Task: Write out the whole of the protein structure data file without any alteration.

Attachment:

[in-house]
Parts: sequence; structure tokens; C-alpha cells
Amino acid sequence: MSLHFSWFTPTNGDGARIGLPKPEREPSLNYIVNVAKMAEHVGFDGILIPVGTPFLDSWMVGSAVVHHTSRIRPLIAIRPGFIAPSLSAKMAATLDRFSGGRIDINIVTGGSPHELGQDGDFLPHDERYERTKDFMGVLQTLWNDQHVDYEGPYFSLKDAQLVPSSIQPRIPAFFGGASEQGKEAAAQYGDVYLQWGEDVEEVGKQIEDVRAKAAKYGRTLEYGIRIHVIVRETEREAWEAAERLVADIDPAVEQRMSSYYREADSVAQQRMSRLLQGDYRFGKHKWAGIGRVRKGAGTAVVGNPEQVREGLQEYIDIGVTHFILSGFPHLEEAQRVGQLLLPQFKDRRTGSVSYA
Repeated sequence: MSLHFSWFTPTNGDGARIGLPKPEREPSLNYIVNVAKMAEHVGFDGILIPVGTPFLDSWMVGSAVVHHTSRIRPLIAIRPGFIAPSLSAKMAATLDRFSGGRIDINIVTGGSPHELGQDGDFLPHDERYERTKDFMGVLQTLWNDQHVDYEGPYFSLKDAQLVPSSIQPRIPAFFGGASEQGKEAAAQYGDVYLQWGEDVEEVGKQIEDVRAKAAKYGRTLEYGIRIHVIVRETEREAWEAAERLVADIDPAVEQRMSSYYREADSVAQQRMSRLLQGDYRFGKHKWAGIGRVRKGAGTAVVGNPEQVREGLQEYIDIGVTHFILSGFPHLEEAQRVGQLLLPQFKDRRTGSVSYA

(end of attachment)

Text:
[in-house]
Parts: sequence; structure tokens; C-alpha cells
Amino acid sequence: MSLHFSWFTPTNGDGARIGLPKPEREPSLNYIVNVAKMAEHVGFDGILIPVGTPFLDSWMVGSAVVHHTSRIRPLIAIRPGFIAPSLSAKMAATLDRFSGGRIDINIVTGGSPHELGQDGDFLPHDERYERTKDFMGVLQTLWNDQHVDYEGPYFSLKDAQLVPSSIQPRIPAFFGGASEQGKEAAAQYGDVYLQWGEDVEEVGKQIEDVRAKAAKYGRTLEYGIRIHVIVRETEREAWEAAERLVADIDPAVEQRMSSYYREADSVAQQRMSRLLQGDYRFGKHKWAGIGRVRKGAGTAVVGNPEQVREGLQEYIDIGVTHFILSGFPHLEEAQRVGQLLLPQFKDRRTGSVSYA
Repeated sequence: MSLHFSWFTPTNGDGARIGLPKPEREPSLNYIVNVAKMAEHVGFDGILIPVGTPFLDSWMVGSAVVHHTSRIRPLIAIRPGFIAPSLSAKMAATLDRFSGGRIDINIVTGGSPHELGQDGDFLPHDERYERTKDFMGVLQTLWNDQHVDYEGPYFSLKDAQLVPSSIQPRIPAFFGGASEQGKEAAAQYGDVYLQWGEDVEEVGKQIEDVRAKAAKYGRTLEYGIRIHVIVRETEREAWEAAERLVADIDPAVEQRMSSYYREADSVAQQRMSRLLQGDYRFGKHKWAGIGRVRKGAGTAVVGNPEQVREGLQEYIDIGVTHFILSGFPHLEEAQRVGQLLLPQFKDRRTGSVSYA